There’s just one question I have for all those girls out there (whom am I kidding, including myself): what is pretty? And what does it mean to feel pretty? Some might argue that the word is a bit too juvenile to name that feeling that is associated with what we find beautiful; that “pretty” is something reserved for six-year-olds in beauty pageants (thank you, France, by the way, for taking a step against that monstrosity of a social norm) and Barbie dolls.
Call it whatever you want, beautiful, pretty, divine, whatever it is, it seems as though we girls are in constant pursuit of this unattainable it. About a week ago, our Communication Research professor handed us a copy of a Spanish popular magazine “for the whole family” and when I reached the Health section, all I could find was mini snippets of articles aimed at making you “more beautiful.” We ingest these kinds of articles every day, we watch TV shows and YouTube videos on make-up and hair care, weight loss and god knows what else. But it seems kind of weird to try to attain something without even knowing what it is.
When it comes down to our definition of beauty, the one that has been established (or not, as I would say) in our society, enough is never enough. In a way, women have always been waiting for Godot in this regard – always aspired to find something, get it, earn it. We see beauty as an achievement, something to strive for; yet it remains somewhere outside of our hold.
This philosophical profoundness collapsed upon my tiny shoulders as I was shaving my legs in the shower today, seeing as it’s almost Valentine’s Day and all that. I admit that I am one of those girls who are all right with not picking up the shaver when it’s freaking cold outside and also when I am in a stable loving relationship, in which my boyfriend assures me he is fine with any amount of body hair I have. That’s one thing I love about him – he’s just so far from media and all things twenty-first century that he finds me beautiful without wanting to alter anything. He loves me just the way I am. Because he doesn’t know what beauty is in the media. He doesn’t want to know. And this is why he is invaluable as a human being – these kinds of people are almost extinct at this point.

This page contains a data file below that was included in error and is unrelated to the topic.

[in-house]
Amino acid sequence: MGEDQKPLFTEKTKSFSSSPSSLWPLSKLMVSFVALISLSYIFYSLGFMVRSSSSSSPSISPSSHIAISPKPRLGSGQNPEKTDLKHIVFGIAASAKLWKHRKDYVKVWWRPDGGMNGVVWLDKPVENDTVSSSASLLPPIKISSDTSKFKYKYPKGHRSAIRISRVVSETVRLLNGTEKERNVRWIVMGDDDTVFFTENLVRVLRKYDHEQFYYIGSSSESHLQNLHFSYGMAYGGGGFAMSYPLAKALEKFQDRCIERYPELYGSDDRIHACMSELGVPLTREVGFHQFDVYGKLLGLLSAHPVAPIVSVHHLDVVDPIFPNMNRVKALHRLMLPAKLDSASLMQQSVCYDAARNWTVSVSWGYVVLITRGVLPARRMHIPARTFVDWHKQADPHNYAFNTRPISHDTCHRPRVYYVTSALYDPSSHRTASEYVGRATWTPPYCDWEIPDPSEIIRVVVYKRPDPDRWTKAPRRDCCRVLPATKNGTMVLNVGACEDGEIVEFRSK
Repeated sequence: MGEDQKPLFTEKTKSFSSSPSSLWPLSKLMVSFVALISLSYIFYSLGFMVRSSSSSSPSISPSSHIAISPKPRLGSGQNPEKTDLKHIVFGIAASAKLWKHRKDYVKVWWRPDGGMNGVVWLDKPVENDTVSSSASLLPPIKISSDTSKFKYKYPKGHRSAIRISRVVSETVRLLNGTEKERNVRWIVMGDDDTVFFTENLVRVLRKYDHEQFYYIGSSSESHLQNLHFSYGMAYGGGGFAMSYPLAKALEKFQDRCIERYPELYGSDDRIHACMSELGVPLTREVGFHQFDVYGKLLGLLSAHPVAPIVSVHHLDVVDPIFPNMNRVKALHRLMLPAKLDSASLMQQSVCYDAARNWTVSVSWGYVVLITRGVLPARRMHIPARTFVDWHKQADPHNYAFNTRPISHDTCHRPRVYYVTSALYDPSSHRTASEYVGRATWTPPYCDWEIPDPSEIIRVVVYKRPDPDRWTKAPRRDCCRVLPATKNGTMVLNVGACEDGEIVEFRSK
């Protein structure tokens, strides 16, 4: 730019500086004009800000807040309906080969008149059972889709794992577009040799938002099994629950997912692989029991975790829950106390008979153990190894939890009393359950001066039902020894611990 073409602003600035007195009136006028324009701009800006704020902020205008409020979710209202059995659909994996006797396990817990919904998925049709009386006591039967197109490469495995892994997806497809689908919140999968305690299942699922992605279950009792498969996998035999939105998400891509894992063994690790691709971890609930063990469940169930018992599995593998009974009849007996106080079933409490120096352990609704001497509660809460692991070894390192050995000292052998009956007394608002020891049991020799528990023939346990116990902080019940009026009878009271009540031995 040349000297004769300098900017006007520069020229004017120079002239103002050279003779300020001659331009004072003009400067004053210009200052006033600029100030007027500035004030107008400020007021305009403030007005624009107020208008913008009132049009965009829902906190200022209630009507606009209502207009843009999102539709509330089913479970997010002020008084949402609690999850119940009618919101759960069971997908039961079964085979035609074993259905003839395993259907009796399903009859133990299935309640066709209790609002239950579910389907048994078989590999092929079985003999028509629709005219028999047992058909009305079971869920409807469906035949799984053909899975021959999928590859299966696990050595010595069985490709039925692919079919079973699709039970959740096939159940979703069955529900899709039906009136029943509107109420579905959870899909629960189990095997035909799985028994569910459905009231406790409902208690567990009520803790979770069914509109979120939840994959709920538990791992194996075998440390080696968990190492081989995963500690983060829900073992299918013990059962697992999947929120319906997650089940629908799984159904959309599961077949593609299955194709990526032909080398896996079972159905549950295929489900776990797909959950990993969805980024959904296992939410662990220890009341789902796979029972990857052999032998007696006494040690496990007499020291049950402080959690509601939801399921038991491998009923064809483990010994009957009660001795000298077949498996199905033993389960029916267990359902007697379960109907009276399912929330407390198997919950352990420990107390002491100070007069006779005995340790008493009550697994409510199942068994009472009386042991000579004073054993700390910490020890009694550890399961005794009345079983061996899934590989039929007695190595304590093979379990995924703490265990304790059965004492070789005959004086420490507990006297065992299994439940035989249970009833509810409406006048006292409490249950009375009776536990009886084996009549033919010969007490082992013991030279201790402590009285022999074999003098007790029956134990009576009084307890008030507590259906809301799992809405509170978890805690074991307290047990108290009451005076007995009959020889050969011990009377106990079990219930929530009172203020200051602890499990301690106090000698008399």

Now, I’m not saying that if he had grown up surrounded by the barrage of media that bombards us every day, he would dump my sorry skinny ass the moment I stopped fitting the beauty profile. I’m just saying that he knows his ignorance, and takes advantage of it. Yet we seem to think we know what we’re talking about when we talk about pretty and not, yet, at the end of the day, we have no idea. We just know we want more beauty. We have to be prettier: skinnier, with shinier hair, longer nails… Whatever. The list goes on and on, fluctuates with the new fads we’re fed, and never seems to disappear. Not for one single moment.
Whatever happened to just feeling good? I suppose now that we talk about being beautiful inside and out, we’re presented with an even bigger problem – the exterior might be nice and shiny, yet the inside might feel like a homeless cat threw up in there. See what I mean? Not only do we want to look beautiful, we also want to feel beautiful. But the world ‘feel’ comes with the internalised aspect we’ve associated with it, and we tend to forgo the fact that now feelings have also become part of the public sphere. Society tells us not only how to look and what to wear, but also how we’re supposed to feel to be good.
Now, I don’t want to go a whole feminist rant about how horrendous it is that we’re being bossed around by men in suits and ties – because they feel the same pressure, – and also because at the end of the day, we did this to ourselves. Beauty has become a competition.
Think of it in terms of the Hunger Games, if you will. We compete with each other to the death. We have no idea why we’re doing this but we’re ready to do anything to achieve this victory, which in the end is… Not victory at all. I might be waxing philosophical here but when you think about it, nobody can really define what it is we’re looking for and whenever we think we’re close to achieving it we’re just… disappointed. So we carry on fighting.
And on and on it goes.
Probably has been like that since the first homo sapiens woman saw another homo sapiens woman. Who knows. Who knows.
So what do we do?